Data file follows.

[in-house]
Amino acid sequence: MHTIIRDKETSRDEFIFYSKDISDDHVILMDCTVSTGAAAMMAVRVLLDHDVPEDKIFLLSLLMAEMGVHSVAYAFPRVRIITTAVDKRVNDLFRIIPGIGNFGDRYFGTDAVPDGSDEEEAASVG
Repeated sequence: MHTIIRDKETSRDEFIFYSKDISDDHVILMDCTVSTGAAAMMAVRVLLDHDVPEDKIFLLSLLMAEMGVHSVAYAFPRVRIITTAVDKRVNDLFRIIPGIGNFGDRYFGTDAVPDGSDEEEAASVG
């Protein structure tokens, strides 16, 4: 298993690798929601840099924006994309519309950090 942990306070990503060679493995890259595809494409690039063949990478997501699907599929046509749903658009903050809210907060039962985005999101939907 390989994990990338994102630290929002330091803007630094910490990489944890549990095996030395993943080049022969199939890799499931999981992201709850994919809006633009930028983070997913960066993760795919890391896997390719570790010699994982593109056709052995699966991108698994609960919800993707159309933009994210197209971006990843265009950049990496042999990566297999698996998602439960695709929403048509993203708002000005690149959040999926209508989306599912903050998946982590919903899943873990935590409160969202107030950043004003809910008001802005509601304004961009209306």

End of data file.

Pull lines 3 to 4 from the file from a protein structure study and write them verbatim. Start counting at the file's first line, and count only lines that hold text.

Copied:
Repeated sequence: MHTIIRDKETSRDEFIFYSKDISDDHVILMDCTVSTGAAAMMAVRVLLDHDVPEDKIFLLSLLMAEMGVHSVAYAFPRVRIITTAVDKRVNDLFRIIPGIGNFGDRYFGTDAVPDGSDEEEAASVG
């Protein structure tokens, strides 16, 4: 298993690798929601840099924006994309519309950090 942990306070990503060679493995890259595809494409690039063949990478997501699907599929046509749903658009903050809210907060039962985005999101939907 390989994990990338994102630290929002330091803007630094910490990489944890549990095996030395993943080049022969199939890799499931999981992201709850994919809006633009930028983070997913960066993760795919890391896997390719570790010699994982593109056709052995699966991108698994609960919800993707159309933009994210197209971006990843265009950049990496042999990566297999698996998602439960695709929403048509993203708002000005690149959040999926209508989306599912903050998946982590919903899943873990935590409160969202107030950043004003809910008001802005509601304004961009209306």